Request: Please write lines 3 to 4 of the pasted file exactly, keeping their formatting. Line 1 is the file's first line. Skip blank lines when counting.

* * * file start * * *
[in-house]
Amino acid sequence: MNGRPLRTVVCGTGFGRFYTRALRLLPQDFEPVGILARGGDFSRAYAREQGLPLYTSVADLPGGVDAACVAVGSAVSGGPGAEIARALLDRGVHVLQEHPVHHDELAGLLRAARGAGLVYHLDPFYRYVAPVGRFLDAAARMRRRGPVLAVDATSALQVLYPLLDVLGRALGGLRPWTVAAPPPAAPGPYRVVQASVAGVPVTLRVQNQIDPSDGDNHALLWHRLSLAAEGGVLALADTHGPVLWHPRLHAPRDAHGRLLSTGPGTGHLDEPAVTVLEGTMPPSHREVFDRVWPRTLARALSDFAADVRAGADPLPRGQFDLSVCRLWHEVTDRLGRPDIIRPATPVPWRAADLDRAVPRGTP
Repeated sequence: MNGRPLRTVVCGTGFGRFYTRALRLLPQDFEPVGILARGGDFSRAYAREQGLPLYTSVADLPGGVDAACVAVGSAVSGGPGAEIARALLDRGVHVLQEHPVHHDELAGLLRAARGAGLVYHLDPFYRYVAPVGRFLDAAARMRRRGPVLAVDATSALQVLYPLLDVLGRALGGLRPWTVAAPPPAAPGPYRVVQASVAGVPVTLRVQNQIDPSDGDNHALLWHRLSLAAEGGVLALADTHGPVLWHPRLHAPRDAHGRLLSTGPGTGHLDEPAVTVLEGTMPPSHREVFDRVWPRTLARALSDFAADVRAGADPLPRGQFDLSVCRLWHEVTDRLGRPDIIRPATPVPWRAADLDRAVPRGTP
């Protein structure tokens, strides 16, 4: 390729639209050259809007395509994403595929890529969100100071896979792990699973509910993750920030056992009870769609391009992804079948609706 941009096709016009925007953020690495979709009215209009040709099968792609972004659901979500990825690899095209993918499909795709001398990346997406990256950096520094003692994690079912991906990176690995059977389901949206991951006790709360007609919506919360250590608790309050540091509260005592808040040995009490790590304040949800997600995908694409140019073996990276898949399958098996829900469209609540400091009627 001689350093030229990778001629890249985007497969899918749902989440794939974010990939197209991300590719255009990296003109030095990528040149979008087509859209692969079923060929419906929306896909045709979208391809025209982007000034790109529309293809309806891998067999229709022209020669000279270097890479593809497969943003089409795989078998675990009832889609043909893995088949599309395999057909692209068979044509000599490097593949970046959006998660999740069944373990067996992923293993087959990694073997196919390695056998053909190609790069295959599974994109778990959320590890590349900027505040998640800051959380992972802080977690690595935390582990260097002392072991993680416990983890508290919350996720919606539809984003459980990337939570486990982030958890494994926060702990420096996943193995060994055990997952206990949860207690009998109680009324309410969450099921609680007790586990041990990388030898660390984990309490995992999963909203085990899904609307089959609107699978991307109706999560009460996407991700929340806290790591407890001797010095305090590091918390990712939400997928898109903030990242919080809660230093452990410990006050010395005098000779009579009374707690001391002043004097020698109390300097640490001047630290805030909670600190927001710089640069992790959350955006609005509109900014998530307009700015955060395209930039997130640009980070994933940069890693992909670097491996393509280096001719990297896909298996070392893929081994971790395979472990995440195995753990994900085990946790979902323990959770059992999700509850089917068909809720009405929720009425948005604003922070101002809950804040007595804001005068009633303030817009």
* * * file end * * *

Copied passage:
Repeated sequence: MNGRPLRTVVCGTGFGRFYTRALRLLPQDFEPVGILARGGDFSRAYAREQGLPLYTSVADLPGGVDAACVAVGSAVSGGPGAEIARALLDRGVHVLQEHPVHHDELAGLLRAARGAGLVYHLDPFYRYVAPVGRFLDAAARMRRRGPVLAVDATSALQVLYPLLDVLGRALGGLRPWTVAAPPPAAPGPYRVVQASVAGVPVTLRVQNQIDPSDGDNHALLWHRLSLAAEGGVLALADTHGPVLWHPRLHAPRDAHGRLLSTGPGTGHLDEPAVTVLEGTMPPSHREVFDRVWPRTLARALSDFAADVRAGADPLPRGQFDLSVCRLWHEVTDRLGRPDIIRPATPVPWRAADLDRAVPRGTP
């Protein structure tokens, strides 16, 4: 390729639209050259809007395509994403595929890529969100100071896979792990699973509910993750920030056992009870769609391009992804079948609706 941009096709016009925007953020690495979709009215209009040709099968792609972004659901979500990825690899095209993918499909795709001398990346997406990256950096520094003692994690079912991906990176690995059977389901949206991951006790709360007609919506919360250590608790309050540091509260005592808040040995009490790590304040949800997600995908694409140019073996990276898949399958098996829900469209609540400091009627 001689350093030229990778001629890249985007497969899918749902989440794939974010990939197209991300590719255009990296003109030095990528040149979008087509859209692969079923060929419906929306896909045709979208391809025209982007000034790109529309293809309806891998067999229709022209020669000279270097890479593809497969943003089409795989078998675990009832889609043909893995088949599309395999057909692209068979044509000599490097593949970046959006998660999740069944373990067996992923293993087959990694073997196919390695056998053909190609790069295959599974994109778990959320590890590349900027505040998640800051959380992972802080977690690595935390582990260097002392072991993680416990983890508290919350996720919606539809984003459980990337939570486990982030958890494994926060702990420096996943193995060994055990997952206990949860207690009998109680009324309410969450099921609680007790586990041990990388030898660390984990309490995992999963909203085990899904609307089959609107699978991307109706999560009460996407991700929340806290790591407890001797010095305090590091918390990712939400997928898109903030990242919080809660230093452990410990006050010395005098000779009579009374707690001391002043004097020698109390300097640490001047630290805030909670600190927001710089640069992790959350955006609005509109900014998530307009700015955060395209930039997130640009980070994933940069890693992909670097491996393509280096001719990297896909298996070392893929081994971790395979472990995440195995753990994900085990946790979902323990959770059992999700509850089917068909809720009405929720009425948005604003922070101002809950804040007595804001005068009633303030817009």